27 Jan 2022
A year of turbulance for print media industry

2021 was a year of turbulance for print media industry. Together with our partners TEXSIB GmbH; S-print Baltic; WERSIGNS; Graphic & Paper Merchants Ireland, we reflect on the past year and look ahead to 2022.

🚚 Shakings in logistics. In spring, when governments started lifting lockdown restrictions across the world, print media was quite quick to recover. The industry was experiencing sudden and high demand, while manufacturers were unable to produce sufficient quantities of materials in such a short period of time. This caused a bottleneck in the supply chain, not to mention jammed seaports due to such immediate demand peak.

⚡ Rise of production costs. The energy crisis in both China and Europe resulted in much lower production capacity and a rise in production costs. Last year, the industry also faced skyrocketing prices of raw materials which started in the logistics sector, progressed to the raw material market, and ultimately reached the end-user. Since print media is a rather inert market, such a price rise hasn’t been observed in a long time.

💰 Record sales versus breakdowns.Pandemic shook up the market – some companies diversified their activity, some even left the business, meanwhile those who stayed and embraced the challenges managed to seize the opportunity. Besides, the market witnessed quite serious investments – those postponed from 2020. Since the sector might now be somewhat depleted, some hope for significant growth potential for 2022.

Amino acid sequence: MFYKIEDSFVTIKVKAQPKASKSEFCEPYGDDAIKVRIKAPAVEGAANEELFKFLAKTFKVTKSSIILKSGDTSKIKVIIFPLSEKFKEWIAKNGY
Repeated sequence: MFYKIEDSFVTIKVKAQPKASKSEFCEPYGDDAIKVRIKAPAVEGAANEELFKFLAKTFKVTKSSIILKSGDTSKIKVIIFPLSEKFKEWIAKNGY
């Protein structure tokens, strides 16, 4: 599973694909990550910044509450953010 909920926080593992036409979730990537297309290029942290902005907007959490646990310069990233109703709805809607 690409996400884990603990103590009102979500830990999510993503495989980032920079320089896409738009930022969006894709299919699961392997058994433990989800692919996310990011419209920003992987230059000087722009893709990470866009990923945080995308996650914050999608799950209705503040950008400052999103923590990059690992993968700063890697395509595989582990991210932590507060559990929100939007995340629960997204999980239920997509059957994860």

🌳 Sustainable choices. Since PVC material became more expensive in 2021, the price-gap between the latter and the PVC-Free became smaller, thus encouraging an increase in the use of #sustainable products. Also, the energy crisis might have evoked the so-called “print-media renaissance”. Because of their high energy consumption and environmental impact, large format HD screens might become less popular. Therefore, paper #advertising is a more environmentally friendly option.

Stepping into 2022, it looks like it might be a year of recession, with ongoing shakings. The demand will probably remain unpredictable and flactuating, though the supply might be scarce. The growth will be quite challenging not only because of the abnormal functioning of seaports, but also due to the shortage of overall resources – from raw materials to human resources. It seems there is going to be another year of turbulence.